Belleville Mayor Michael Melham easily cruised to a second term, holding off challenger and current Councilman Steven J. Rovell and his council running mates — Naomy DePeña and Thomas Graziano — also easily secured new terms in the Tuesday, May 10, 2022, municipal election.
Though the results are not yet certified by the Essex County Clerk’s Office, Melham unofficially beat Rovell garnering 62% of the vote to Rovell’s 38%. That represents 2,640 votes to 1,595 votes, with 96% of the votes counted. Melham scored substantially more votes than he did in 2018, when he was a “newcomer” to the mayoralty, and narrowly beat the late former Mayor Raymond Kimble.
Melham says it’s the first time an incumbent mayor in Belleville history scored more votes in re-election than in the initial election.
“It’s never happened before and that speaks volumes — the people saw what we’ve done and will continue to do and they appreciate what they’re seeing,” a jubilant Melham told The Observer following his victory.
In the race for council, Graziano and DePeña both walked away with easy wins over challengers Charles Hood and Tracy Williams. With more than 8,000 total votes cast in that race, Graziano had 30.9% of the total, DePeña had 30.6%, Hood ended up with 20.1% and Williams had 18.2%. Just .2% of the vote was for write-in candidates.
The election was one where the incumbents ran on their records of accomplishment, whilst the challengers offered very little by way of a specific platform.
There was also an attempt, by Melham detractors, to influence the election by drawing attention to the mayor’s appointments to the township’s Planning Board. However, it didn’t work — as the mayor took the steps to memorialize the appointments with retroactive approval of them by the Council. The detractors tried using the opinion of a well-noted land-use lawyer to say the appointments weren’t proper.
After the election was over, Melham said he will do his level best to work with his opponent, Rovell, who retains his seat on the Council. He’ll be up for re-election for that seat in 2023. But he says he hopes Rovell would bring to the council some of the “incorrect” accusations made during the campaign about the mayor’s handling of federal COVID-19 relief funds.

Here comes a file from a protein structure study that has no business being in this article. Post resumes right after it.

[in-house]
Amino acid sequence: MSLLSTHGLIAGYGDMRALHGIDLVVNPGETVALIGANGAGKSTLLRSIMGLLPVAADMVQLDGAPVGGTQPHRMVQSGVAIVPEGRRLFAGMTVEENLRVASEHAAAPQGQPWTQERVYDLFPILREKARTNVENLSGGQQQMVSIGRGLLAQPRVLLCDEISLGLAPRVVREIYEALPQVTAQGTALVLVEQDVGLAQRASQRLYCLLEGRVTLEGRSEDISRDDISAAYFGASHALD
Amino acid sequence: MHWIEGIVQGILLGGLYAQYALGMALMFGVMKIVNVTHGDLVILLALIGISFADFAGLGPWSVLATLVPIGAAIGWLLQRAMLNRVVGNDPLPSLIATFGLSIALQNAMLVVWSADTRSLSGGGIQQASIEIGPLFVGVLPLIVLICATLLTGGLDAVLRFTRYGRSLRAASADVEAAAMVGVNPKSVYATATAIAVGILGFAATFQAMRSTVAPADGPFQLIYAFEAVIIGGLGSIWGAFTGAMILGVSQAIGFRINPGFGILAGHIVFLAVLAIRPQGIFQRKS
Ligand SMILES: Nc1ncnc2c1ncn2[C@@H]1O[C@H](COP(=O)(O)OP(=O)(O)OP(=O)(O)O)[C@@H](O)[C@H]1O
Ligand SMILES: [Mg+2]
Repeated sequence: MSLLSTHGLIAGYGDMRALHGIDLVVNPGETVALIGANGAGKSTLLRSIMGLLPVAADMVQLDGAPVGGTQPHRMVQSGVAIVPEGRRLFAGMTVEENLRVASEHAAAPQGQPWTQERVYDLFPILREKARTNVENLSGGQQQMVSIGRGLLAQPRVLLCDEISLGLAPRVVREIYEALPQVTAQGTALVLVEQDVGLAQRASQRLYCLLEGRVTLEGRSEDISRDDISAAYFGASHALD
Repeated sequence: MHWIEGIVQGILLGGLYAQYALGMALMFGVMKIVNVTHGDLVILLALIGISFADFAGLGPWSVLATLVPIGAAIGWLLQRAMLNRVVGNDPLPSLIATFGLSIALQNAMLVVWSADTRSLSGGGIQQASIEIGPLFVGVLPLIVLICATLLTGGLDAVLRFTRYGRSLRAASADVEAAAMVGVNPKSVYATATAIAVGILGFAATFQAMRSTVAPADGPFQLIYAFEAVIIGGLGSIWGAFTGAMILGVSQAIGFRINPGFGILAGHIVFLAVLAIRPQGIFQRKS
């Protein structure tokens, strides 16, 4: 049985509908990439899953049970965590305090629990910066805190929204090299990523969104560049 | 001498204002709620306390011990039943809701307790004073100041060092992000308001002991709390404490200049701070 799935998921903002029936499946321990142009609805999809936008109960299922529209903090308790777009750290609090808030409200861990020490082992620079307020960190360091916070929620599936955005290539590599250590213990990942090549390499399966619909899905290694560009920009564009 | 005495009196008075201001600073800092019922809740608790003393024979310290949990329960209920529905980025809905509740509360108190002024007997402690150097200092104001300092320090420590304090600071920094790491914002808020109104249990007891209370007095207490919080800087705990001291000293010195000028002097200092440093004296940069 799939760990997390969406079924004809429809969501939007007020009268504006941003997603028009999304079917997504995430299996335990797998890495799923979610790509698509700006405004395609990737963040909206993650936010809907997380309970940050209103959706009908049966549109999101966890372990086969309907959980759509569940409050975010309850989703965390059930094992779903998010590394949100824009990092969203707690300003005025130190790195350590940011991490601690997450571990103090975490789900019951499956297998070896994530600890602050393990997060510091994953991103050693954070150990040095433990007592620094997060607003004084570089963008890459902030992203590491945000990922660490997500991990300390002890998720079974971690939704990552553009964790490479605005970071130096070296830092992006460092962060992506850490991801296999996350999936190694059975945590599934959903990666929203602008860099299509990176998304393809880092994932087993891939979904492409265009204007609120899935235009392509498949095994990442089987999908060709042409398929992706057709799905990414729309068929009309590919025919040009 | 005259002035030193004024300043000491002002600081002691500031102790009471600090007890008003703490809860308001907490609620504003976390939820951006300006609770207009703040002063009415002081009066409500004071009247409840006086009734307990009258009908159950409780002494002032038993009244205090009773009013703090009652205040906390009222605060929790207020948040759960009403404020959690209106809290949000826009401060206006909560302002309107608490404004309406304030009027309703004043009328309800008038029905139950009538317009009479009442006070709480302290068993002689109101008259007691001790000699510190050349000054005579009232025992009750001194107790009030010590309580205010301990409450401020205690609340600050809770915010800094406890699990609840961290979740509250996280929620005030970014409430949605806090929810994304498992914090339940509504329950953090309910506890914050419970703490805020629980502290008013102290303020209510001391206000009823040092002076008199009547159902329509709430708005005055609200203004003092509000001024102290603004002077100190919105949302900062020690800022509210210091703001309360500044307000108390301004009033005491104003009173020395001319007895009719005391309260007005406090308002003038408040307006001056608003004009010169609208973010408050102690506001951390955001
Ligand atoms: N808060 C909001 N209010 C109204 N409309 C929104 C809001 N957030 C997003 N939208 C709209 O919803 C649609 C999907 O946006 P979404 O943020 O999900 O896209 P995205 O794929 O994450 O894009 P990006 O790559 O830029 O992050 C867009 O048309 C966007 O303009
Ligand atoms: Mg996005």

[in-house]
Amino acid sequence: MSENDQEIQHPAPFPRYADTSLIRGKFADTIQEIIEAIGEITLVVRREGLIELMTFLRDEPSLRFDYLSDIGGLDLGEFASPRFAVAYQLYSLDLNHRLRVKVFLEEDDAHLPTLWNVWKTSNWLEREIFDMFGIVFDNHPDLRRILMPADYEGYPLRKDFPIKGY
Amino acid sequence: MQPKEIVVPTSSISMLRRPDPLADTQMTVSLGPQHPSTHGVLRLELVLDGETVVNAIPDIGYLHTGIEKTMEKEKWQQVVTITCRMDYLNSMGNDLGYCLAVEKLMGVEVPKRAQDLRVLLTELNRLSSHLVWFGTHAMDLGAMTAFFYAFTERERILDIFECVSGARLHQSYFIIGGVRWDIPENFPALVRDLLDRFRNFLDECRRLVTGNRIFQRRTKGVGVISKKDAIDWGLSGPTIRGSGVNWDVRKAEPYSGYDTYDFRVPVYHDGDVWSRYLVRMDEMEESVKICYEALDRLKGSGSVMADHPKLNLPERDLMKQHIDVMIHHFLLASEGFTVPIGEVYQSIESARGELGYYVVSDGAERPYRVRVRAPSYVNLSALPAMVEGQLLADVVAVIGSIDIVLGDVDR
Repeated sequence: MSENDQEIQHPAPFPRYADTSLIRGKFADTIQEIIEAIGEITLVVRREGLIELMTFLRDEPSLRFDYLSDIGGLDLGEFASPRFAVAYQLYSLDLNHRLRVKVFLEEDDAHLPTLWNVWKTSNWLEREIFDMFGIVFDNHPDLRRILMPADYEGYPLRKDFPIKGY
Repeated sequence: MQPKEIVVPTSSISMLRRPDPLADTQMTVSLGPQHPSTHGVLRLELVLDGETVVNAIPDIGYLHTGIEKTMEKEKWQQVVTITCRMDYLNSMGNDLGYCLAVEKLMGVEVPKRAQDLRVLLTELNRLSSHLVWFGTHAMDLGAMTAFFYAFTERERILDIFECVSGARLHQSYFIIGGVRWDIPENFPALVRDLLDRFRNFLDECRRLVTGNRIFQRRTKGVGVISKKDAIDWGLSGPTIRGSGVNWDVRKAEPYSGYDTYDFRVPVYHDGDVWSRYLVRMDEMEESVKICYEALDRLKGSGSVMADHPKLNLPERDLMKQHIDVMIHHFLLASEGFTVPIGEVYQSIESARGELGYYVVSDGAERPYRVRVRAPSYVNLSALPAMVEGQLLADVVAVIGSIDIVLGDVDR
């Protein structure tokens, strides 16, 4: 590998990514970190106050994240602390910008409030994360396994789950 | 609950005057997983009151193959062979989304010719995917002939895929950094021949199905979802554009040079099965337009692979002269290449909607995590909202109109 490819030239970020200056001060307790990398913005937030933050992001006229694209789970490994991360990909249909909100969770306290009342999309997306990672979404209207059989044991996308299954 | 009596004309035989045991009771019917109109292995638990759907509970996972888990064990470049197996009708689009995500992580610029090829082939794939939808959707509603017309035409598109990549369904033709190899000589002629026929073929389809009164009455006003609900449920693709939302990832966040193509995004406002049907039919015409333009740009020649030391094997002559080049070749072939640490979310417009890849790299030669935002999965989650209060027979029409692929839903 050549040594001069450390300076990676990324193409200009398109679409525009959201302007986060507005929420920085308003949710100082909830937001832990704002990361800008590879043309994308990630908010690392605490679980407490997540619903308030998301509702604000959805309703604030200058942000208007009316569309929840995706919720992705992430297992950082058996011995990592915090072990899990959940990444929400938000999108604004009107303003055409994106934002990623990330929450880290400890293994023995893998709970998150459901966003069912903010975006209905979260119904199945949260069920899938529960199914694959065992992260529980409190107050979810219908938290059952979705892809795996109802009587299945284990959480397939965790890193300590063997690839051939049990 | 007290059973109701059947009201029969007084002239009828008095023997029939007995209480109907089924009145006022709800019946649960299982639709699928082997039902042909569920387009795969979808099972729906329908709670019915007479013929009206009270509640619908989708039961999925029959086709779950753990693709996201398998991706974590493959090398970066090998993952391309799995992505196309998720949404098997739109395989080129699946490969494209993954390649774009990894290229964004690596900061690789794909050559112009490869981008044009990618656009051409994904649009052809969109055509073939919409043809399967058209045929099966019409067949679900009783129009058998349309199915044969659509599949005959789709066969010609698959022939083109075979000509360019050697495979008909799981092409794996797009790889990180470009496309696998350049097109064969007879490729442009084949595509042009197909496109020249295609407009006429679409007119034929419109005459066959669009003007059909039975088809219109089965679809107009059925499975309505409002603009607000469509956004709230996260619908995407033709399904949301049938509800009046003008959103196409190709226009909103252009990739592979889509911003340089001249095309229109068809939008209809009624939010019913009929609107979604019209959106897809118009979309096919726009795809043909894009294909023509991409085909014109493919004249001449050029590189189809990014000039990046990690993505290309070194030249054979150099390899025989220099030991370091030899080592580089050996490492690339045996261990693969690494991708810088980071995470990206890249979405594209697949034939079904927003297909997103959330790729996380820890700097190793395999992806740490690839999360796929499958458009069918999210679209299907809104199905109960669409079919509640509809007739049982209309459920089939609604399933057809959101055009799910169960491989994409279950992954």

“I’d love for him to explain the statements that we lost $3.6 million in funding,” Melham said. “I am sure others are curious as to what he meant, too, because that never happened. He put it out there and was put in his place, but up to now, he hasn’t responded.
“With that said, however, it’s time to put the past behind us and to continue to look ahead. That is what I plan to do.”
Melham says he plans to operate term two under a mandate the voters gave him.
“We won overwhelmingly,” he said. “It’s what we wanted and what we got. I’ve said from the beginning just one or two of us winning wouldn’t be enough — all three on our team won. We got the mandate we were looking for and it’s feels so good.”
Lastly, but hardly of least importance, Melham says that while he is aware of his detractors, he says they’re a select few and won’t influence him at all in a new term, which commences July 1.
“They’re small in number — loud, but small in number,” Melham said. “I rarely pay attention to the nonsense, but occasionally I’ve had to respond to their accusations (mostly on social media.) But no more. The voters spoke, they sent us to new terms overwhelmingly and they’ve told us they don’t buy into the nonsense.”
DePeña, meanwhile, was elated following her stirring victory.
“I am very emboldened by the results of this election,” she said. “As we walked door to door, people everywhere were telling us they’ve never seen the change like we delivered. They felt we were accessible. They felt we delivered on our plans. I’d say of the people we spoke with, 97% of it was positive.”
But what about the detractors?
“There’s a group of five or six people. They’re in a bubble. Their days are done,” DePeña said. “They are on the decline and their negativity and anger can only go so far.”
During the campaign, DePena says it was meeting people she’d never encountered before that was most enlightening.
“It was empowering to meet the people we never knew telling us they appreciate what we have done,” DePena, currently the township’s deputy mayor, said. “The culture of the old way is over. I’ve always said you don’t have to scream to be right. So we will continue to listen and hear what the people have to say. We will continue to respect the public.
“When you live in a small community like ours, we’re all related or connected in some way. So we must treat each other as such.”w
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Kevin A. Canessa Jr. is the editor of and broadcaster at The Observer, a place where he has served on and off since 2006. He is responsible for the editorial content of the newspaper and website, the production of the e-Newspaper, writing several stories per week (including the weekly editorial), conducting live broadcasts on Facebook Live, including a weekly recap of the news — and much more behind the scenes. Between 2006 and 2008, he introduced the newspaper to its first-ever blog — which included podcasts, audio and video. Originally from Jersey City, Kevin lived in Kearny until 2004, lived in Port St. Lucie. Florida, for four years until February 2016 and in March of that year, he moved back to West Hudson to return to The Observer full time. Click Here to send Kevin an email.